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Why play and movement are essential in developing physical, social and cognitive skills

Julie Coultas
When babies and young children are awake, it is rare to see them sitting completely still. Movement is important not just for physical development, but also in the development of social and cognitive skills.

Babies show a positive response to action play from an early age; I recently watched my six-month-old grandson’s face light up as he was hoisted high into the air. Babies enjoy the feeling of movement whether it is through their own efforts – perhaps by kicking and waving their arms - or by being carried, rocked or jiggled up and down. The varying sensations experienced through motion are the first forms of both solitary and social play. Children also learn self-control through play, by controlling their own actions and also by developing an understanding of the need to be sensitive to other’s gestures and movements.

As VTech’s developmental expert at The Baby Show, I am often asked questions about babies’ physical development. One of the most frequent concerns of parents and guardians is that their baby is not walking, whilst other babies of the same age are already pottering around. There is a great deal of variation in the onset of walking, with most babies taking to their feet between the ages of nine and seventeen months. Parents are often reassured when they realise that it is normal for babies to develop at different speeds.

Social and environmental factors also influence when a baby starts to walk. Remember: late walking development is not a sign of a slow developer! If a baby is not pottering about, you can guarantee they are engaging with the world in other ways, and it is often the case that babies who sit rather than walk are busy sharpening their language and social skills.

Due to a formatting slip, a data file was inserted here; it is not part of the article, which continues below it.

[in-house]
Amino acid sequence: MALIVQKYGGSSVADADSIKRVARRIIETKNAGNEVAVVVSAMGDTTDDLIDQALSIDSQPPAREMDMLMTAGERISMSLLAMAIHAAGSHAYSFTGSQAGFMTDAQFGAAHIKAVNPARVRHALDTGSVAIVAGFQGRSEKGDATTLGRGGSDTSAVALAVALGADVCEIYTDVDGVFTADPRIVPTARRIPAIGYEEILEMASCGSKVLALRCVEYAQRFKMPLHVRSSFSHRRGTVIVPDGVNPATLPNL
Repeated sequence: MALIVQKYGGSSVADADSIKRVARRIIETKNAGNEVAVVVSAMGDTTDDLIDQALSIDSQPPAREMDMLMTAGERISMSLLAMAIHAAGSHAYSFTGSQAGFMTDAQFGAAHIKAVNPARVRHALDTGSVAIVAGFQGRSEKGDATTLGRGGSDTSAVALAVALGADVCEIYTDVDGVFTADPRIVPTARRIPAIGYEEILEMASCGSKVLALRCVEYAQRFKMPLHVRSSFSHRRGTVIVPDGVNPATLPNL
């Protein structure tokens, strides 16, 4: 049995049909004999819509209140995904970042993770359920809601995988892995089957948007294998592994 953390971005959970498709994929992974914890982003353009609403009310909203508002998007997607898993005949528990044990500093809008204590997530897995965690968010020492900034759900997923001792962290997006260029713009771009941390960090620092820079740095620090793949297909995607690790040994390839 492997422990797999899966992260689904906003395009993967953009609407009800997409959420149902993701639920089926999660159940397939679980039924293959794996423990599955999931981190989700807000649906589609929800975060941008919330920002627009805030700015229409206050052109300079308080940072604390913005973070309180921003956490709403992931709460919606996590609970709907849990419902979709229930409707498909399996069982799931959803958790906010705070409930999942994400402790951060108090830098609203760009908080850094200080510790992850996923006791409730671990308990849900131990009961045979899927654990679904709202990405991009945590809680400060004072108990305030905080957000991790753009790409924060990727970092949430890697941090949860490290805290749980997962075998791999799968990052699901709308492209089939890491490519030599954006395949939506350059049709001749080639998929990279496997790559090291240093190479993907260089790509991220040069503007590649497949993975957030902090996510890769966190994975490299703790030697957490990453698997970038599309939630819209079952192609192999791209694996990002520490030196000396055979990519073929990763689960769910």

A few years ago, concerned parents at The Baby Show brought their 15 month old girl to me. She was showing no signs of walking, but appeared very social; smiling and pointing, but obviously happy to sit and play. I noticed that when this little girl sat and pointed at toys that she wanted, they were immediately given to her by her doting older sister. This suggested that she did not, perhaps, have a strong motivation to walk as everything was made available to her. So while the majority of children are walking well before their second birthday, this little girl needed a little more encouragement to take her first step.

As we know, play and movement begins with babies rhythmically kicking their legs and waving their arms. Babies will repeat the same movement over and over again, and such repetition is important for development. By the time toddlers are two years old, they can run as well as walk. Repetition continues to be an integral part of the play routine, and you will see toddlers racing round and round a room or pushing a toy up and down repeatedly. Children gain a great deal of pleasure from repeating patterns of actions and this is all part of their learning process.

Play during the second and third year of a child’s life is a more social activity. Children will still play on their own, but they are also more watchful and will often start to play alongside other children. Progressively, play becomes a social and cooperative activity. An interesting example of cooperative action play is when children engage in rough and tumble. To an observer, it may look as if children are behaving too roughly towards each other, but play-fighting has a long history in human development. Interestingly, rough and tumble play has been shown to be yet another way that children develop social skills. Children have even been shown to be able to differentiate between a play-fight expression and a genuinely angry expression on another child’s face.

Parents, too, have a powerful influence over how their babies will respond to the world as they get older. Babies are being prepared for the social world of rough and tumble when they see the playful expressions on their parent’s face as they are hoisted up into the air and then down again. Play and movement comes naturally to babies and children, but how we develop confidence and motivation in our play can be learned.
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